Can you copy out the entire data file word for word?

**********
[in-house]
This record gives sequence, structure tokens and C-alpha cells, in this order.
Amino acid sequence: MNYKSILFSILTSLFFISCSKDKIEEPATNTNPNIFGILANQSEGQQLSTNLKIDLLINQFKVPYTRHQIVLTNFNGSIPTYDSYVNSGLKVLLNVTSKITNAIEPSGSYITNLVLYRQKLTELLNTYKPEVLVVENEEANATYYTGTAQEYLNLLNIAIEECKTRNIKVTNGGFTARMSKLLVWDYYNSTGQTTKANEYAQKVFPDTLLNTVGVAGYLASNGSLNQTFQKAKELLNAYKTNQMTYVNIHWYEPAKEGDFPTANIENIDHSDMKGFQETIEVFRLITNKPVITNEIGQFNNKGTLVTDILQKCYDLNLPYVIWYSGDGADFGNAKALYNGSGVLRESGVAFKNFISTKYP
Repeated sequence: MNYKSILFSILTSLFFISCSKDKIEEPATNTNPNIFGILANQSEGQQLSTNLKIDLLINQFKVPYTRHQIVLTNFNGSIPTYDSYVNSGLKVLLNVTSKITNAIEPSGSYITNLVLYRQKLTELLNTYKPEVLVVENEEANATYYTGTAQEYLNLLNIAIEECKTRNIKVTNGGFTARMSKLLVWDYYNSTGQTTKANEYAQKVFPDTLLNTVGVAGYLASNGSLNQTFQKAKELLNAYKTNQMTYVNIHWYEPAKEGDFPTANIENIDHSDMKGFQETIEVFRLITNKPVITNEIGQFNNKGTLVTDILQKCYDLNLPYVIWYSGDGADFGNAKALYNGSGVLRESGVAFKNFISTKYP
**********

[in-house]
This record gives sequence, structure tokens and C-alpha cells, in this order.
Amino acid sequence: MNYKSILFSILTSLFFISCSKDKIEEPATNTNPNIFGILANQSEGQQLSTNLKIDLLINQFKVPYTRHQIVLTNFNGSIPTYDSYVNSGLKVLLNVTSKITNAIEPSGSYITNLVLYRQKLTELLNTYKPEVLVVENEEANATYYTGTAQEYLNLLNIAIEECKTRNIKVTNGGFTARMSKLLVWDYYNSTGQTTKANEYAQKVFPDTLLNTVGVAGYLASNGSLNQTFQKAKELLNAYKTNQMTYVNIHWYEPAKEGDFPTANIENIDHSDMKGFQETIEVFRLITNKPVITNEIGQFNNKGTLVTDILQKCYDLNLPYVIWYSGDGADFGNAKALYNGSGVLRESGVAFKNFISTKYP
Repeated sequence: MNYKSILFSILTSLFFISCSKDKIEEPATNTNPNIFGILANQSEGQQLSTNLKIDLLINQFKVPYTRHQIVLTNFNGSIPTYDSYVNSGLKVLLNVTSKITNAIEPSGSYITNLVLYRQKLTELLNTYKPEVLVVENEEANATYYTGTAQEYLNLLNIAIEECKTRNIKVTNGGFTARMSKLLVWDYYNSTGQTTKANEYAQKVFPDTLLNTVGVAGYLASNGSLNQTFQKAKELLNAYKTNQMTYVNIHWYEPAKEGDFPTANIENIDHSDMKGFQETIEVFRLITNKPVITNEIGQFNNKGTLVTDILQKCYDLNLPYVIWYSGDGADFGNAKALYNGSGVLRESGVAFKNFISTKYP